EMBARK is a leader in the regional effort to plan, design, improve and maintain a cost-efficient transit network by fostering relationships, developing public/private partnerships with Greater Oklahoma City communities and promoting the use of transit oriented development policies.
Below are studies and grant projects that are aimed at significantly improving the transit options available for Central Oklahomans. Each builds on earlier plans and is based on broad public input and technical insights.
The purpose of the plan was to provide a clear picture of the future steps and funding opportunities essential to the bus, rail, vanpool, bus stop, technology and other improvements needed for the greater Oklahoma City region. The plan was designed to be conservative, practical, incremental and well supported by data.
The Fixed Guideway Plan (FGP) identifies potential regional transit solutions that improve connections among metropolitan area’s growth centers, enhance economic development opportunities, improve mobility, expand transportation options and improve air quality. The solutions include a combination of local bus, BRT, streetcar, commuter rail and other options.
The Greater Downtown Circulator AA was the first planning step toward carrying out the metro area’s Fixed Guideway Plan, and focused only on downtown and health center mobility. The AA recommended modern streetcar as the best overall transit technology and a 7.6 mile route. The TIGER II streetcar planning and ongoing MAPS 3 streetcar planning would build upon the AA work and focus on a shorter route. All streetcar options will feature an enhancement of the adjacent bus system.
MAPS 3 is a 10-year construction program designed to improve the quality of life in Oklahoma City.
In January 2013, the Central Oklahoma Transportation and Parking Authority (COTPA) initiated a Transit Service Analysis process. The goals of the Transit Service Analysis were to evaluate the existing Metro Transit bus system, improve the route network to increase ridership and productivity within the existing budget, and also identify future service improvements if additional resources become available. The study was awarded to consultant NelsonNygaard - a nationally recognized public transport planning and engineering firm.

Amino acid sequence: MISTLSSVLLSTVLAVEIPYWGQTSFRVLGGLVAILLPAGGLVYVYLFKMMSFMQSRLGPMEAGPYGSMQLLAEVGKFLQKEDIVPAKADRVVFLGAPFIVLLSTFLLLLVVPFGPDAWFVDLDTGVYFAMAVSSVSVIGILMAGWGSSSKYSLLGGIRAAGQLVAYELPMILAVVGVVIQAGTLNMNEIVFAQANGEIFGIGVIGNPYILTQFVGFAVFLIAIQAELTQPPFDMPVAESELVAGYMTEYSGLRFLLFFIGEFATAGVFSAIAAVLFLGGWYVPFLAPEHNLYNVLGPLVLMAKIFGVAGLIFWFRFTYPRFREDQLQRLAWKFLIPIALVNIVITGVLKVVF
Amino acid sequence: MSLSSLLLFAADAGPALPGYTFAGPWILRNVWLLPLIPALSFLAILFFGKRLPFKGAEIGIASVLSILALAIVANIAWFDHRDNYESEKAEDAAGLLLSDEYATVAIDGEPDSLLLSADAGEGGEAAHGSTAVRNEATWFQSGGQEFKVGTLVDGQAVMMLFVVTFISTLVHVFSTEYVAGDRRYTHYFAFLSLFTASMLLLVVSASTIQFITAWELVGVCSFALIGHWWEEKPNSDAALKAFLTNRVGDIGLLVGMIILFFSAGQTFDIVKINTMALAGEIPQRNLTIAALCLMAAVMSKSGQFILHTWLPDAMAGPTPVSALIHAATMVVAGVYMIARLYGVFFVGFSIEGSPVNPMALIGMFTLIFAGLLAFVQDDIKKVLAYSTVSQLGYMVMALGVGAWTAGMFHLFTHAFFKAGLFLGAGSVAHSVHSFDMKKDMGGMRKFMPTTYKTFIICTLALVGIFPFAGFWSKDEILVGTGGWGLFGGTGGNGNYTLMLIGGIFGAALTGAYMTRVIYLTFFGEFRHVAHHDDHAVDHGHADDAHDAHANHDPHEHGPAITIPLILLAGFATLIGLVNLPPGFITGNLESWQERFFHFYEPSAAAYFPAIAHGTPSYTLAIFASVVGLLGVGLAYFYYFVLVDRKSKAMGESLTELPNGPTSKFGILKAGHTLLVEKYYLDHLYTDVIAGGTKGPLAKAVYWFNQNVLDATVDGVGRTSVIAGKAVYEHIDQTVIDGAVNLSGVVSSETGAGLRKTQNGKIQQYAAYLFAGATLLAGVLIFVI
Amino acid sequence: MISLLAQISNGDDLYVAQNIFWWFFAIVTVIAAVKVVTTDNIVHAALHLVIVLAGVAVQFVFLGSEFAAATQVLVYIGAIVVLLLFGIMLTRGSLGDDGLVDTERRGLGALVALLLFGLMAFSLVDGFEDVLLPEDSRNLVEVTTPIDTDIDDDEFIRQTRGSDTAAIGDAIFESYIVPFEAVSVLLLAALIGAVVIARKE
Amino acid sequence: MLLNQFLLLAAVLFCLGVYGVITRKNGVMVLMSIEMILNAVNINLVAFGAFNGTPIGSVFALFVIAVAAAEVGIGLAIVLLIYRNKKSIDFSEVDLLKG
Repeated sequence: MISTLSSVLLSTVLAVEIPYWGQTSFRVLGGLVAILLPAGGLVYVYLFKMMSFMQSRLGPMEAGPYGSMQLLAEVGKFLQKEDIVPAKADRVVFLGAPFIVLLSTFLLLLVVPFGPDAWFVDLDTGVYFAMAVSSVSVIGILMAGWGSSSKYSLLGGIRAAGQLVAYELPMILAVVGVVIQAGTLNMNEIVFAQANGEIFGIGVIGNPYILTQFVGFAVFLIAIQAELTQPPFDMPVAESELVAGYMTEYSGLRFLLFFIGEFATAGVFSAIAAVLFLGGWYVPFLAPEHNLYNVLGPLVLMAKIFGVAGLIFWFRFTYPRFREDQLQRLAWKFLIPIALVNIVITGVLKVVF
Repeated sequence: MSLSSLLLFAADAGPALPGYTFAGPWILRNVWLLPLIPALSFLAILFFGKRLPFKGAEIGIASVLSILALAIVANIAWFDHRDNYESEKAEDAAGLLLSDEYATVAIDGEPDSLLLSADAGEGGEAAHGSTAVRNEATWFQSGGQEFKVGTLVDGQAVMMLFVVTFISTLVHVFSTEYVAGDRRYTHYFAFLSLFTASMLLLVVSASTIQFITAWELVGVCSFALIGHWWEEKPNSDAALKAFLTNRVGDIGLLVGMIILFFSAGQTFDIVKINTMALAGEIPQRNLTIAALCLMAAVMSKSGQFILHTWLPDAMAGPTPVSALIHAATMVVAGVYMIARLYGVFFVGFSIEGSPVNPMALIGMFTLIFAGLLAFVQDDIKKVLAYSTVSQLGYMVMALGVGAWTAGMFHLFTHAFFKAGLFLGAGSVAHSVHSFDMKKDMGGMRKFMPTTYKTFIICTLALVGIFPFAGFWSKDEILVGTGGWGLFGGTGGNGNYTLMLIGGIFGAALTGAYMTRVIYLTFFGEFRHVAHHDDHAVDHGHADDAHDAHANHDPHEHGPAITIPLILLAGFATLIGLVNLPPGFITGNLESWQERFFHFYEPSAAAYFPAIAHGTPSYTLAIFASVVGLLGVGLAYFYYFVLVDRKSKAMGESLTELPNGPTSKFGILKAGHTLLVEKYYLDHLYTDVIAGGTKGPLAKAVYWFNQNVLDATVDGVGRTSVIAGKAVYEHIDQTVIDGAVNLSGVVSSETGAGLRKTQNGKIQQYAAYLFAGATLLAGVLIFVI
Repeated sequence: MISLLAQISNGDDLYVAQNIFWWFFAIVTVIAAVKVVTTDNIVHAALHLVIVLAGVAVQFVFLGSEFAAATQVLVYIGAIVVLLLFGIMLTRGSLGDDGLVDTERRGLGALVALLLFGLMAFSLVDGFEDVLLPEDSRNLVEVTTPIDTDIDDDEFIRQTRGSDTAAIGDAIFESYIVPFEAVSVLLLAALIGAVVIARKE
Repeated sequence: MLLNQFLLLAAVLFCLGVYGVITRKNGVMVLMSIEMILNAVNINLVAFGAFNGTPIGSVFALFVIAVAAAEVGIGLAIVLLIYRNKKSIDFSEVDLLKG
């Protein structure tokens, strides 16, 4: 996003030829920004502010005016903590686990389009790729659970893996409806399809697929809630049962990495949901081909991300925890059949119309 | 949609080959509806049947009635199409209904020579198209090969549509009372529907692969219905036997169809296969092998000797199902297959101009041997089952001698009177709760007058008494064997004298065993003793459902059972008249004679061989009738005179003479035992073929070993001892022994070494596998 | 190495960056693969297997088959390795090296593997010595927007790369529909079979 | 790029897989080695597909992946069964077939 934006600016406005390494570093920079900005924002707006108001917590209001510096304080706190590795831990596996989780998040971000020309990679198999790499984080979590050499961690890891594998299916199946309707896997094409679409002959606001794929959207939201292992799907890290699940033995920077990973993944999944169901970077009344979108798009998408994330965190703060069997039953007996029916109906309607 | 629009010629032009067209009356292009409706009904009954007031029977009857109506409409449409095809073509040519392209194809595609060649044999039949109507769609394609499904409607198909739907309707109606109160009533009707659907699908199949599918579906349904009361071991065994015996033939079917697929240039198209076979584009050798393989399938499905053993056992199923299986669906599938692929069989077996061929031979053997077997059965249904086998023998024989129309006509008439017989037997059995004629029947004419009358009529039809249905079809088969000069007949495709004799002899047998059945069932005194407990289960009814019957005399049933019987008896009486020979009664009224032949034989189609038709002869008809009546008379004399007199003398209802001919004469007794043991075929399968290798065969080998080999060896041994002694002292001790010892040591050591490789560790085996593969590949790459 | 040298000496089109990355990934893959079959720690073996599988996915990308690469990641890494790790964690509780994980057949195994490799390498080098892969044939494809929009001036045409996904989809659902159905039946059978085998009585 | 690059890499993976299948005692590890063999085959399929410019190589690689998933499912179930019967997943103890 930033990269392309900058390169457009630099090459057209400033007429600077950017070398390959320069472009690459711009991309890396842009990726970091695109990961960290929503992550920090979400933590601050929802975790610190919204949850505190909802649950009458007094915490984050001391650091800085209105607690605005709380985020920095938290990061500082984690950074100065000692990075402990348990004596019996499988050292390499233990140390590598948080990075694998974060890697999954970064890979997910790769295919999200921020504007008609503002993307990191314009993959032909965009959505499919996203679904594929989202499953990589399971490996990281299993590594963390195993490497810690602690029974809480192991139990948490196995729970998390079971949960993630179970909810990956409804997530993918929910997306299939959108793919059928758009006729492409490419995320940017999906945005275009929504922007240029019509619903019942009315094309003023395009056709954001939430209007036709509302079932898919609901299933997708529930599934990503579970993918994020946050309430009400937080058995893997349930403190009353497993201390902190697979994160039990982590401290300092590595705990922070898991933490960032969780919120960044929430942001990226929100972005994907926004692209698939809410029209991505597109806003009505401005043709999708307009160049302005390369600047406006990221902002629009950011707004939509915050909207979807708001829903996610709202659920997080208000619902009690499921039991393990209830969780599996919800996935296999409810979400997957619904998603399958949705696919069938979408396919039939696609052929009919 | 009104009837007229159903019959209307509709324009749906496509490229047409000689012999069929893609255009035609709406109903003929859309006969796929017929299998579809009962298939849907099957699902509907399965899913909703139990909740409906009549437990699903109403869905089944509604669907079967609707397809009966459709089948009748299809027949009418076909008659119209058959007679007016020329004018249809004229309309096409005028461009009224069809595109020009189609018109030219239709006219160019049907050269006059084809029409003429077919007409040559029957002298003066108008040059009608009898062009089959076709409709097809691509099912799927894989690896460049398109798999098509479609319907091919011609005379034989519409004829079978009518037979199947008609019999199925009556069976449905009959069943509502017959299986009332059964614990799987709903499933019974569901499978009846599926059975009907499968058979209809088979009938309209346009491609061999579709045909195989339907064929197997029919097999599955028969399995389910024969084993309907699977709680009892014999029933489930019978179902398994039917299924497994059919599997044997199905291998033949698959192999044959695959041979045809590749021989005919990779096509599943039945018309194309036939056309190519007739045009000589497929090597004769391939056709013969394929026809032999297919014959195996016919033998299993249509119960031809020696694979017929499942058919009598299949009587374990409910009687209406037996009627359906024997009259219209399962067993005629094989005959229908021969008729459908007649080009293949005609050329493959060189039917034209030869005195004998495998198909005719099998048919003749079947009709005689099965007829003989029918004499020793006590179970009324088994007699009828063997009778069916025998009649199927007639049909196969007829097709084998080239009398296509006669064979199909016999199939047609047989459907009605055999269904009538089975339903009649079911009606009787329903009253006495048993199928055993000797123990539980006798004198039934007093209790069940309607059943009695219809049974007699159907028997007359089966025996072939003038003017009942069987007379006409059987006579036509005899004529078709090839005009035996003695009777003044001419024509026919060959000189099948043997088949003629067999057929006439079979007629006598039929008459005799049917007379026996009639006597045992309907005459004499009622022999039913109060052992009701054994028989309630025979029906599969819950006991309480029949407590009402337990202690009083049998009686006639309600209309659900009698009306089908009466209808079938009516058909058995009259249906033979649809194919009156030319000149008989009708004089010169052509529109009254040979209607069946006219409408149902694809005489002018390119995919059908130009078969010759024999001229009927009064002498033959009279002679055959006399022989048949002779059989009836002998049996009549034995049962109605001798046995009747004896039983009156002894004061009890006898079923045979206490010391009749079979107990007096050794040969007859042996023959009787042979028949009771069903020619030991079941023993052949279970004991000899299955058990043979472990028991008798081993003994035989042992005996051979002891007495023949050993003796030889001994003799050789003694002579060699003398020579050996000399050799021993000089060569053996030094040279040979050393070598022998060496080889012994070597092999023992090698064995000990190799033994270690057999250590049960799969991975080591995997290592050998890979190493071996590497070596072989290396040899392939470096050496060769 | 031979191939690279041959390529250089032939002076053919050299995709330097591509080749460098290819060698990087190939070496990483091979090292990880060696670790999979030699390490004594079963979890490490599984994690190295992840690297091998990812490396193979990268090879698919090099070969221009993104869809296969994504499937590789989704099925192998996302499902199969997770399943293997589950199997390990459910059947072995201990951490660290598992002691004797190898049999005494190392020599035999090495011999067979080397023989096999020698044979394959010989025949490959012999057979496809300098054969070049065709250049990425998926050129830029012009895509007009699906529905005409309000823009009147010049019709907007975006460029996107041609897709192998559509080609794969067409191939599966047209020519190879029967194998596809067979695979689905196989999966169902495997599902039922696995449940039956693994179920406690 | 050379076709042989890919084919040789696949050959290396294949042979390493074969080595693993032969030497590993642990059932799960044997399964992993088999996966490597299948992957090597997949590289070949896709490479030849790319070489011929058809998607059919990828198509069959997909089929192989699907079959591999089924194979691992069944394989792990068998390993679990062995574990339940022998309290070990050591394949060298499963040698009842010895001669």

The Oklahoma City Planning Department, Oklahoma City County Health Department, the Association of Central Oklahoma Governments and EMBARK have jointly collaborated to study and develop a concept plan which identifies the potential for multimodal transportation in the NW Corridor. In this plan, the NW Corridor is defined as the area that runs along North Classen Boulevard and Northwest Expressway. The goal of the concept plan is to increase mobility as well as improve community health through multimodal public transportation options and land use strategies.
In January 2017, EMBARK initiated a fare study to evaluate the current fare structure and develop an overall fare policy. The study will review EMBARK’s existing fare structure and fare collection equipment to identify opportunities to improve integration of the modes within EMBARK’s family of services, including fixed route bus, paratransit (EMBARK Plus), ferry transit (Oklahoma River Cruises), bike share (Spokies), Oklahoma City Streetcar and downtown parking.
The goal of the study is to establish fare principles, including fare policies to guide setting fares and implementing fare changes, and to develop an action plan for implementing fare integration and fare collection technologies that support the fare principles. The study was awarded to consultant Four Nines Technologies - a recognized public transport and IT firm with specialization in fare policy and fare collection technologies.
Two public meetings were held to get feedback on existing fare structure, fare payment, and fare policy for EMBARK Bus, ADA Para Transit, Oklahoma City Streetcar, Off-Street Parking, Spokies Bike Share and Oklahoma River Cruises.
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